9. Baalbek: Temple of Baachus, Lebanon

Location: Lebanon

The temple is part of Baalbek’s medieval fortification. Image by Caroline Milton.

The temple of Baachus is one of the grandest Roman temples ruins ever built. The temple is dedicated to the Roman wine god, Baachus. The building was constructed in 150 AD to 250 AD. Tourism has become a large part of the economy in Baalbek. An annual Baalbek International Festival takes here.

 

10. Chichen Itza, Mexico

Location: Yucatan

Mexico’s most visited archaeological site. Image by Vasenka Photography.

The Chichen Itza is Mexico’s most visited archaeological site. The Mayan ruin is an enormous pyramid made from stone dating back as early as 250 AD. The pyramid was originally built around a limestone sinkhole and is known as one of the seven wonders of the world. The name Chichen Itza means “the mouth of the well of Itza”.

 

11. Longmen Grottoes, China

Location: Luoyang

Natural architecture is beautiful. Image by Kevin Poh.

The largest and most impressive collection of Chinese art is based in the Longmen Grottoes, also known as the Longmen Caves. The caves are made out of lime stone. The carving for the caves began in 492 AD and continued for 500 years. There are now 1350 caves to visit with a number of statues inside, all accessible to the public.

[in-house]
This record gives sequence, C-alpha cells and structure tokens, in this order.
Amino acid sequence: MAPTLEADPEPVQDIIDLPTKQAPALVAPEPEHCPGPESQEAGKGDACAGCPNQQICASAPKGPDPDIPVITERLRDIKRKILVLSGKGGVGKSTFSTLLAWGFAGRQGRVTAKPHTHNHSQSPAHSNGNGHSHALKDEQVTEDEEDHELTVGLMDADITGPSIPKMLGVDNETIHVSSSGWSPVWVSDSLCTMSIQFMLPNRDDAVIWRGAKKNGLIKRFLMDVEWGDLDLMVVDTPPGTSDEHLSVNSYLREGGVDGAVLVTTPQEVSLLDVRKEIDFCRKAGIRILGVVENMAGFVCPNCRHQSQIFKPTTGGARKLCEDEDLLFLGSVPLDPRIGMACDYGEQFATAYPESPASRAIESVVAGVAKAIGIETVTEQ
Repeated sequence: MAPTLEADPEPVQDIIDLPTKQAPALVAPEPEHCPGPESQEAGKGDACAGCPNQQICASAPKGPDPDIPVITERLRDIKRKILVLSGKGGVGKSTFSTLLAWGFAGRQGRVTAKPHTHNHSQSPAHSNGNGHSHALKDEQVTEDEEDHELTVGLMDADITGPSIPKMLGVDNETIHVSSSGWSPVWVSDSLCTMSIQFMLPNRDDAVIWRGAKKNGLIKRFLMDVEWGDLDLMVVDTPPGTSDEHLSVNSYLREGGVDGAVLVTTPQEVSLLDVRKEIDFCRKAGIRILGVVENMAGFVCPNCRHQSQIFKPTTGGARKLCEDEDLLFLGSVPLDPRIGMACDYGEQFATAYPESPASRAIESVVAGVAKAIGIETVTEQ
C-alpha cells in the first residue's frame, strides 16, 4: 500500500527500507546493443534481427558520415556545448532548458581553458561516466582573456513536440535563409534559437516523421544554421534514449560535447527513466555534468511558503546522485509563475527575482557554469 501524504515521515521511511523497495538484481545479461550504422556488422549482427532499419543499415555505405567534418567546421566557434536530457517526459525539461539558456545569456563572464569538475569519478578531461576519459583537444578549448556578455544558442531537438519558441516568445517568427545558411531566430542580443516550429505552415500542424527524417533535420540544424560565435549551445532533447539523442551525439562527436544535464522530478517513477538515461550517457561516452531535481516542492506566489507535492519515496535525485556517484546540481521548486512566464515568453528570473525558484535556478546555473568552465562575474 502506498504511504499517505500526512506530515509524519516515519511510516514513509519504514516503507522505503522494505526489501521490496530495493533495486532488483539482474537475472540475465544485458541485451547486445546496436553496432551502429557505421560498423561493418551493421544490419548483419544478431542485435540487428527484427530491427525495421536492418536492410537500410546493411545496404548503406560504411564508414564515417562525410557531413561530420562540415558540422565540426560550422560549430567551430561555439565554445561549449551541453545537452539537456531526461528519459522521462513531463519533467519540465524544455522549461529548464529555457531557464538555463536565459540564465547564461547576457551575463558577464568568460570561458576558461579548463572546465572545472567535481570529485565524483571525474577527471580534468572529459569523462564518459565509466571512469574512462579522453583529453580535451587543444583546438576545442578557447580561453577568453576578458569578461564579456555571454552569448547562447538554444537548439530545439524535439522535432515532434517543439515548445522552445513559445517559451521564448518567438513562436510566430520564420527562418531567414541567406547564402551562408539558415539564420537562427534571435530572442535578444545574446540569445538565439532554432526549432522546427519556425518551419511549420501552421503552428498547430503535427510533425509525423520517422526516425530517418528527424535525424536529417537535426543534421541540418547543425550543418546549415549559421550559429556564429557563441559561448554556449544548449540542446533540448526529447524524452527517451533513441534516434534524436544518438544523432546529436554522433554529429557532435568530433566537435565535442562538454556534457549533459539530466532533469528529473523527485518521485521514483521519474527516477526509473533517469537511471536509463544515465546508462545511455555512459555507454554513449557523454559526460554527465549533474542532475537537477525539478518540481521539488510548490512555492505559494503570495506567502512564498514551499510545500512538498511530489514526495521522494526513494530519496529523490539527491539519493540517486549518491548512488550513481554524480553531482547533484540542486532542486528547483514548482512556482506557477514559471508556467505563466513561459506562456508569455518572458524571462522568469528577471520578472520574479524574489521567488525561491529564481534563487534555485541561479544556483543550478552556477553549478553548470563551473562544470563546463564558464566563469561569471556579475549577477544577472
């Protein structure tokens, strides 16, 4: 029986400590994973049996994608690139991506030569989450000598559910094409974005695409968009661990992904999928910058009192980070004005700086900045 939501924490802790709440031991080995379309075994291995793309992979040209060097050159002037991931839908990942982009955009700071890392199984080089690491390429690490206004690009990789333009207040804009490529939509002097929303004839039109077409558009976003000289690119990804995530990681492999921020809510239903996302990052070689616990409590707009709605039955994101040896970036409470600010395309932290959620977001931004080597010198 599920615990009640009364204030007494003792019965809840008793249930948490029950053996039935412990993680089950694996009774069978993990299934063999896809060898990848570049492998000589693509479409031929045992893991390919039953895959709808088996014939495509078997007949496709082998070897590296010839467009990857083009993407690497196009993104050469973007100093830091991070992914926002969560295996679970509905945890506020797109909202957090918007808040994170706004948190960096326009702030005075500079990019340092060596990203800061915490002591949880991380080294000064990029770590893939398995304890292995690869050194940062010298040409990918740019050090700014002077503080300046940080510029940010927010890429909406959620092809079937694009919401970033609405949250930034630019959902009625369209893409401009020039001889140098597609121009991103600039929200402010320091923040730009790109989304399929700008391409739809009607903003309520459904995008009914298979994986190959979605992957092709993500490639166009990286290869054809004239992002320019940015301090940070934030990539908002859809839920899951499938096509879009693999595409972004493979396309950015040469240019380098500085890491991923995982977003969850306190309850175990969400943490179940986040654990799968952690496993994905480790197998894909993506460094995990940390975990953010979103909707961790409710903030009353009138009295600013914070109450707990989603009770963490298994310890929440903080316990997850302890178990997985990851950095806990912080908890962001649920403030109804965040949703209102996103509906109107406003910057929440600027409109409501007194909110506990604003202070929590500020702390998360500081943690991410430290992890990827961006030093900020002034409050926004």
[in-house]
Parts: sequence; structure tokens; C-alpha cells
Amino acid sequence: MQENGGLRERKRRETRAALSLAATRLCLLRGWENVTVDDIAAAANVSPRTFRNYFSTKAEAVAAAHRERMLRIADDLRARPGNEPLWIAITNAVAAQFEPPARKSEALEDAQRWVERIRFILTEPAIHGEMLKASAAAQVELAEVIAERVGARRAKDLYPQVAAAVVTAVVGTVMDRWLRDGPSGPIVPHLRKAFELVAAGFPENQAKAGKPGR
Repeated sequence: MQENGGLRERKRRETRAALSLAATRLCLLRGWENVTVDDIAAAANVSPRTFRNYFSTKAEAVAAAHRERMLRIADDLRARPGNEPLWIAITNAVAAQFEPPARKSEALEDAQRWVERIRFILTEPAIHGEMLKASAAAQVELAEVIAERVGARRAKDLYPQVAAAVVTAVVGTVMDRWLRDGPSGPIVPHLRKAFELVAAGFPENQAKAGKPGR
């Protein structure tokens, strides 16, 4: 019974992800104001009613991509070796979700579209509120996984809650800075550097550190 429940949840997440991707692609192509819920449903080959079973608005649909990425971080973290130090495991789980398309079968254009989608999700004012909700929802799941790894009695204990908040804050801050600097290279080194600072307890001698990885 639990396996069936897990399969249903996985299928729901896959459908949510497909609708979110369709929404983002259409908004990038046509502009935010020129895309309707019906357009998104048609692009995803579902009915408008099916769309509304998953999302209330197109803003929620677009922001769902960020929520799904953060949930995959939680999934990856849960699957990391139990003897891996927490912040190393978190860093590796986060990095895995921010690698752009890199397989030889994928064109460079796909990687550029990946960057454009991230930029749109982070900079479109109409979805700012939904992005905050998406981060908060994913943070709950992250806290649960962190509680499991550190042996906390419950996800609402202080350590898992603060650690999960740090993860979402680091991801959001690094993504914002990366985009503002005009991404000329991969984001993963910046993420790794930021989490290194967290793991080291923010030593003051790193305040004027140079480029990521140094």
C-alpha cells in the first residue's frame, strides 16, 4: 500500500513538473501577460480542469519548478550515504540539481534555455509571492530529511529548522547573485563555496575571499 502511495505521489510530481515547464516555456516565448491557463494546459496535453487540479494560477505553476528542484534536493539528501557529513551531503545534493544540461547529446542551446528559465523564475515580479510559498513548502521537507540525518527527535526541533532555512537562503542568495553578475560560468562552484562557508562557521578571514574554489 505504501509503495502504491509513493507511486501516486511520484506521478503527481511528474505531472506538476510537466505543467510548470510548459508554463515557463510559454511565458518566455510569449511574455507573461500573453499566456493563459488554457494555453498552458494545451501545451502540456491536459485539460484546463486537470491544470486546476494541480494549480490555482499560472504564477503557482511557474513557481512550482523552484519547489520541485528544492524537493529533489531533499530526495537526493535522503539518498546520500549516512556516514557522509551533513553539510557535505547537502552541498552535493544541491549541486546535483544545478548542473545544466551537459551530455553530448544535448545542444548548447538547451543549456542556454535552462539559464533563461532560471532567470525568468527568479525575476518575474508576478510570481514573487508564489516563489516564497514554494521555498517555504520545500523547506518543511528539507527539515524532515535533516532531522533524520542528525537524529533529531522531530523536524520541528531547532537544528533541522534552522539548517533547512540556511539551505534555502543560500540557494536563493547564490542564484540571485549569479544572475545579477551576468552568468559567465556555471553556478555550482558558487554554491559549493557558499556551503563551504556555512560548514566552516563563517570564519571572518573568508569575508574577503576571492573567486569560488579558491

12. Ta Prohm Temple, Cambodia

Location: Siem Reap

Ta Prohm was one of the sets for the movie ‘The Tomb Raider’. Image by Dennis Jarvis.

The original name for Ta Prohm was Rajavihara which means ‘The King’s Ministry’. Originally the temple was built in 1186 and used as a Buddhist Monastery and learning centre. It is one of three most popular attractions in Siem Reap. This is where the movie The Tomb Raider with actress Angelina Jolie was filmed.

 

What temples have you visited that are not on the list? Comment in the box below and share with us.